In order to remain competitive and to achieve growth, engineers at firms in South Africa’s engineering, mining and manufacturing sectors need to recognise the role that emotional intelligence plays in business growth and career development.
This is according to Fiona Millar, new business development manager at management systems and assessment tool provider Thomas International.
An engineer’s management style can be ineffective if it has an ‘all head and no heart’ approach. This style is unfortunately more common in the engineering industry than one might think because many engineers, while having a high IQ, lack emotional intelligence (EQ). This can manifest in a number of aspects that can hamper productivity, for example, trust issues, an inability to convey ideas and difficulty working in a team.
Although IQ is an important factor for success, EQ is the key to relating well to others and achieving your goals. EQ is an awareness of your actions and feelings – and how they affect those around you. It also means you value others, listen to their wants and needs and are able to empathise and identity with them on many different levels.
For some engineers the anxiety caused by their inability to understand others’ emotions has jeopardised their careers and impeded the growth of those working for and with them. For the organisations they work for, this can stunt business growth due to a lack of productivity caused by teams that are mismanaged.
According to Fiona Millar, New Business Development Manager at Thomas International, the solution to this challenge begins with assessing individual EQ. This is because EQ is the foundation for critical traits and competencies vital to productivity and individual performance. A lack of EQ can affect decision making, empathy, team work, presentation skills, communication, accountability, and trust.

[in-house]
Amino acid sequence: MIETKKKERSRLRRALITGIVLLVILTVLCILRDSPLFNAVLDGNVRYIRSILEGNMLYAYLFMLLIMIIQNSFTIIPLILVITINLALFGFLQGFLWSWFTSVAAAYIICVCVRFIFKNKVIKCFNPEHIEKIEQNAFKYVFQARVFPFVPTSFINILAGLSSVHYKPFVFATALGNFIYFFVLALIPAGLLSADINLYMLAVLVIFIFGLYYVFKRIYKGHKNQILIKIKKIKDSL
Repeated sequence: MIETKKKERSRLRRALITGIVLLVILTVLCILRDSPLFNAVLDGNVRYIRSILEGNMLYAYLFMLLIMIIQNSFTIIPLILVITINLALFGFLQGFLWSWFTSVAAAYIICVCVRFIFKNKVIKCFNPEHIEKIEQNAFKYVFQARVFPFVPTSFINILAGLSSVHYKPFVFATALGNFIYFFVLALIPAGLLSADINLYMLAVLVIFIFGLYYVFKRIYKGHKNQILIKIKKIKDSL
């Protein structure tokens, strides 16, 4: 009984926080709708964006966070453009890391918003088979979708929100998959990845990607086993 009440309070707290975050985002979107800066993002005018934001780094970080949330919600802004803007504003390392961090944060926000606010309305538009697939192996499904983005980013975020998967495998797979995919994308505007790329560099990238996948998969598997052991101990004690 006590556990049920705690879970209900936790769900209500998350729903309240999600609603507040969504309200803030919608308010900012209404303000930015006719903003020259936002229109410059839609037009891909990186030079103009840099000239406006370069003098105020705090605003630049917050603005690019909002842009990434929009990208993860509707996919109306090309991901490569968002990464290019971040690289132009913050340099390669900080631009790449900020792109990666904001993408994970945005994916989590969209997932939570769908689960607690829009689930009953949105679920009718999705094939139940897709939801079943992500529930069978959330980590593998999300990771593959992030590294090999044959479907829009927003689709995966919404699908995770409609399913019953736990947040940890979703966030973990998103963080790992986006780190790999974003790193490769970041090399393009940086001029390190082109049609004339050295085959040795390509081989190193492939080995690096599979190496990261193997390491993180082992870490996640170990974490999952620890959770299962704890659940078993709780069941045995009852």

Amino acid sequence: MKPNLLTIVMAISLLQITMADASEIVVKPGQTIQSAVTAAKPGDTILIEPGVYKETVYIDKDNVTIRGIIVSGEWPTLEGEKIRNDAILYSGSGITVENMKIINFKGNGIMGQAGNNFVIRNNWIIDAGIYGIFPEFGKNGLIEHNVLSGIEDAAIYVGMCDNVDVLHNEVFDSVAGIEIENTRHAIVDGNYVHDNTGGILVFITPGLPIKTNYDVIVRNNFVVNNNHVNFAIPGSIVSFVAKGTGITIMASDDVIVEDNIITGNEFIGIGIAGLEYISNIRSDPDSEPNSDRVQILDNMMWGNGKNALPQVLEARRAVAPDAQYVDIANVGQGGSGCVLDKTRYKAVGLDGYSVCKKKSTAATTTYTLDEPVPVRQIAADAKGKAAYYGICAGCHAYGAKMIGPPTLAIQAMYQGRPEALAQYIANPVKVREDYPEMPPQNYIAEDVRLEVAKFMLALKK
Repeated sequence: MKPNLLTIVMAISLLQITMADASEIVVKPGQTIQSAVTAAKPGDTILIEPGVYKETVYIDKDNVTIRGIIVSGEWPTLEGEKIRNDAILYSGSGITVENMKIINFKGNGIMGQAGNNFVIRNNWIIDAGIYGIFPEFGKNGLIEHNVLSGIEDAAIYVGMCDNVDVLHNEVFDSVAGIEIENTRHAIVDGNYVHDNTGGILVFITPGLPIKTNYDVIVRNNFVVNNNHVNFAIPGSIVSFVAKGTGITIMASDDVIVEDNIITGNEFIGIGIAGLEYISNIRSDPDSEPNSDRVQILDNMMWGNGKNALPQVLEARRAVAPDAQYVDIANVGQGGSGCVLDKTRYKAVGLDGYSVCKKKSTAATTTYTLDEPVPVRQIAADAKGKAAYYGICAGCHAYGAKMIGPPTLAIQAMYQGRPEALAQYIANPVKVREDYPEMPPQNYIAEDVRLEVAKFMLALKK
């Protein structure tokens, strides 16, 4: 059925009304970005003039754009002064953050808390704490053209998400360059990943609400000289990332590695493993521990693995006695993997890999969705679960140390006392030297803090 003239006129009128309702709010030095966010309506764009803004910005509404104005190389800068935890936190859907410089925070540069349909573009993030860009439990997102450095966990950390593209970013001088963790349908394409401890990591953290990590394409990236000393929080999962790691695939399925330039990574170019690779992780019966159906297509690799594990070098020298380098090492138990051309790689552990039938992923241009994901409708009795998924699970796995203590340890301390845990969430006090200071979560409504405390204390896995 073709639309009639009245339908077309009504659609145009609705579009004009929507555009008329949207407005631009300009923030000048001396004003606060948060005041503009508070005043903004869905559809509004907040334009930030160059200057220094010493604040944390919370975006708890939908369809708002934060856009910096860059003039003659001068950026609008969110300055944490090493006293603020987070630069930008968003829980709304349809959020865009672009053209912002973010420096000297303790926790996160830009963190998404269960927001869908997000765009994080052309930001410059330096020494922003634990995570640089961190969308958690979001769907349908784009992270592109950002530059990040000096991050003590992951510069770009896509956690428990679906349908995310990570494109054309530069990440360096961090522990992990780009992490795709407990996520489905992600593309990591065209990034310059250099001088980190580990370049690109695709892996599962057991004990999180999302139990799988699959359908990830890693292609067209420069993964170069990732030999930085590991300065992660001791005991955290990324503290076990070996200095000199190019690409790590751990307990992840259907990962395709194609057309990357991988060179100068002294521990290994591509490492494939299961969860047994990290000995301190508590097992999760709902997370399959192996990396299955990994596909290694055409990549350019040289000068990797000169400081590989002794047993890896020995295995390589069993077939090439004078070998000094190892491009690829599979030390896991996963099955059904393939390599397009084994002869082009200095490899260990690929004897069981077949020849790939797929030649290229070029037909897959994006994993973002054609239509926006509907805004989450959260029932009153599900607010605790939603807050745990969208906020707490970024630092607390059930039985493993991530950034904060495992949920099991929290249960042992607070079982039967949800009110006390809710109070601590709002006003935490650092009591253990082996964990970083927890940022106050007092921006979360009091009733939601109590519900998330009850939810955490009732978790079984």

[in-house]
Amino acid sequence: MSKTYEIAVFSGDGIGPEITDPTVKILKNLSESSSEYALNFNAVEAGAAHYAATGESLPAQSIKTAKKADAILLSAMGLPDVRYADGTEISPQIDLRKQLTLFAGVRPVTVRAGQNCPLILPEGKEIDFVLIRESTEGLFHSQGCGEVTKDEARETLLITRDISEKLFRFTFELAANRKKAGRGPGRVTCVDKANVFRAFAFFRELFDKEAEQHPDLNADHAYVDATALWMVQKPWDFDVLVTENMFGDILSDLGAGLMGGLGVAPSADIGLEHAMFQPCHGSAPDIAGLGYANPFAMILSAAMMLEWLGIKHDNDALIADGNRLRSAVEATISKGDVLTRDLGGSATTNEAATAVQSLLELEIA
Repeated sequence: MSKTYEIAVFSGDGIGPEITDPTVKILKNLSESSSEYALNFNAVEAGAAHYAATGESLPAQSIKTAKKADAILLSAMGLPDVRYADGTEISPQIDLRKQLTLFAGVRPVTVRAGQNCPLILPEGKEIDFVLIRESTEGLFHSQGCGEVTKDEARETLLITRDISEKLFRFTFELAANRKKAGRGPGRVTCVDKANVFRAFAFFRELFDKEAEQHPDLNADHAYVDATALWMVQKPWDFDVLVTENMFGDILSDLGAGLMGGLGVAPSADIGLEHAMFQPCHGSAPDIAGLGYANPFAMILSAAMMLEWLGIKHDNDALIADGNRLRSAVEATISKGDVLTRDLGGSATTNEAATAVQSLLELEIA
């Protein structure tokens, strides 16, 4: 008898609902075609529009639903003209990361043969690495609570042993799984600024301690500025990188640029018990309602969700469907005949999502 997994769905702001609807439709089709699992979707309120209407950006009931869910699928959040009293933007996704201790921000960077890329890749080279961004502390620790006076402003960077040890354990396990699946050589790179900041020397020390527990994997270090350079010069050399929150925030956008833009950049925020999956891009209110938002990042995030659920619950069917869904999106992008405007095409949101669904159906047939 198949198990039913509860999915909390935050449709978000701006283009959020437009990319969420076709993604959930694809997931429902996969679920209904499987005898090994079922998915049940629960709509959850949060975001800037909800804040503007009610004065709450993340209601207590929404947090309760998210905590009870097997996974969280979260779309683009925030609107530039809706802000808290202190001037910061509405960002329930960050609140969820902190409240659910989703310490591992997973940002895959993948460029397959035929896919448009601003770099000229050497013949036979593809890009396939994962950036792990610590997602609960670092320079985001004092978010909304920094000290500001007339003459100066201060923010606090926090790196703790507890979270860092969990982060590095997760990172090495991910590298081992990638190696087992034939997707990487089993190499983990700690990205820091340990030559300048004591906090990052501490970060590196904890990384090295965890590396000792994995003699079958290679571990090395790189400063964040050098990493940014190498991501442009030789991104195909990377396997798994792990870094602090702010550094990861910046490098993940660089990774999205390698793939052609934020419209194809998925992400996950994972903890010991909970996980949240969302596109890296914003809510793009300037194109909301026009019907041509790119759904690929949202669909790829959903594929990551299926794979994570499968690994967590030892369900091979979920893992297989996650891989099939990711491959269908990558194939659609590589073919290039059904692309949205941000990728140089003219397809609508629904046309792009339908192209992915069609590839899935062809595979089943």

“This is where Thomas International’s solutions will make a difference,” says Millar. “Many people don’t realise that that while you are unlikely to change the personality traits associated with EQ, you can most definitely develop and modify the observable behaviours displayed by these individuals.”
Thomas International’s solution allows engineers to gain much needed insight through a Trait Emotional Intelligence assessment which assists them in understanding their emotional triggers and discover what drives and motivates them. This is the first step to understanding the effect that their emotions and behaviour have on the people that they work with.
According to Millar, this gives an indication of an individual’s inherent characteristics and behavioural patterns, allowing for coaching and developmental discussions around areas for growth in terms of their role both in a team and as leaders.
“Behavioural competencies that typically require the most development among engineers include self-awareness, conflict management, influencing skills and inspirational leadership. Self-awareness lies at the heart of emotional intelligence. Without it, an individual’s chance of demonstrating strength in other areas is low. With it, he or she is likely to shine,” she explains.
“There are numerous benefits to investing time and effort into understanding EQ. These include highly improved communication, workplace engagement, team effectiveness and conflict resolution. Thomas International has, over the years, been involved in numerous initiatives where EQ in middle and senior leaders has been measured. This research has made it increasingly clear that individuals with strong levels of EQ are far better positioned to be exceptional leaders,” says Millar.
She stresses that changes in EQ and behaviour do not happen overnight and takes practice and continual guidance.
“We have found that engaging with clients in this industry on an on-going basis is fundamental to a successful outcome. Regular engagement keeps them committed to self-improvement and provides them with an opportunity to consult with us on areas that might still be negatively affecting their performance.”